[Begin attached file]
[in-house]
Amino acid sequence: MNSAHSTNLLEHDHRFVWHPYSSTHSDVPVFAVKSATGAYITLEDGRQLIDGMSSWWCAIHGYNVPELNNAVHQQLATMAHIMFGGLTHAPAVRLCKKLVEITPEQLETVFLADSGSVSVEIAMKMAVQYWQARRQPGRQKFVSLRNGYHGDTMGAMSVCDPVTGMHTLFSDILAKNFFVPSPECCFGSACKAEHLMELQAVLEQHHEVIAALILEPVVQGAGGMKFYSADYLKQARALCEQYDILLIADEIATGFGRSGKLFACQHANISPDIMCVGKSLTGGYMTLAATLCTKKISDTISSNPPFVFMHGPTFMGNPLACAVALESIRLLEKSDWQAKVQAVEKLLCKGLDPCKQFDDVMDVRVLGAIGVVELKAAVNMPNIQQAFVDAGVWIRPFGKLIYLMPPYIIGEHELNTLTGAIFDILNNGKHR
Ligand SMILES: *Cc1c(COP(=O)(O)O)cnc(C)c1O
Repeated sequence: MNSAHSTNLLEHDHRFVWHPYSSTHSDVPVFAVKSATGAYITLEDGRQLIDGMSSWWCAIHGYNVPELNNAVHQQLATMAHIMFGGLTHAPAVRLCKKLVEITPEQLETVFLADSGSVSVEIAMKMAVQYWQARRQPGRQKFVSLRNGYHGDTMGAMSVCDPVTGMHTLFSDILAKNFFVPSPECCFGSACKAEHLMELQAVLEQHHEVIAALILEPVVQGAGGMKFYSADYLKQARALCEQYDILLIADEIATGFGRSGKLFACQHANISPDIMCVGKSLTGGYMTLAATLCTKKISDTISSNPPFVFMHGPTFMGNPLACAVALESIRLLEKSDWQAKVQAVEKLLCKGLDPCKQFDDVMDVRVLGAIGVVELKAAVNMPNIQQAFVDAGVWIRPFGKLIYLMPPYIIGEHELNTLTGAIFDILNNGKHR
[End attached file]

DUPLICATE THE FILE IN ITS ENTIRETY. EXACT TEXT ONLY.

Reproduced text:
[in-house]
Amino acid sequence: MNSAHSTNLLEHDHRFVWHPYSSTHSDVPVFAVKSATGAYITLEDGRQLIDGMSSWWCAIHGYNVPELNNAVHQQLATMAHIMFGGLTHAPAVRLCKKLVEITPEQLETVFLADSGSVSVEIAMKMAVQYWQARRQPGRQKFVSLRNGYHGDTMGAMSVCDPVTGMHTLFSDILAKNFFVPSPECCFGSACKAEHLMELQAVLEQHHEVIAALILEPVVQGAGGMKFYSADYLKQARALCEQYDILLIADEIATGFGRSGKLFACQHANISPDIMCVGKSLTGGYMTLAATLCTKKISDTISSNPPFVFMHGPTFMGNPLACAVALESIRLLEKSDWQAKVQAVEKLLCKGLDPCKQFDDVMDVRVLGAIGVVELKAAVNMPNIQQAFVDAGVWIRPFGKLIYLMPPYIIGEHELNTLTGAIFDILNNGKHR
Ligand SMILES: *Cc1c(COP(=O)(O)O)cnc(C)c1O
Repeated sequence: MNSAHSTNLLEHDHRFVWHPYSSTHSDVPVFAVKSATGAYITLEDGRQLIDGMSSWWCAIHGYNVPELNNAVHQQLATMAHIMFGGLTHAPAVRLCKKLVEITPEQLETVFLADSGSVSVEIAMKMAVQYWQARRQPGRQKFVSLRNGYHGDTMGAMSVCDPVTGMHTLFSDILAKNFFVPSPECCFGSACKAEHLMELQAVLEQHHEVIAALILEPVVQGAGGMKFYSADYLKQARALCEQYDILLIADEIATGFGRSGKLFACQHANISPDIMCVGKSLTGGYMTLAATLCTKKISDTISSNPPFVFMHGPTFMGNPLACAVALESIRLLEKSDWQAKVQAVEKLLCKGLDPCKQFDDVMDVRVLGAIGVVELKAAVNMPNIQQAFVDAGVWIRPFGKLIYLMPPYIIGEHELNTLTGAIFDILNNGKHR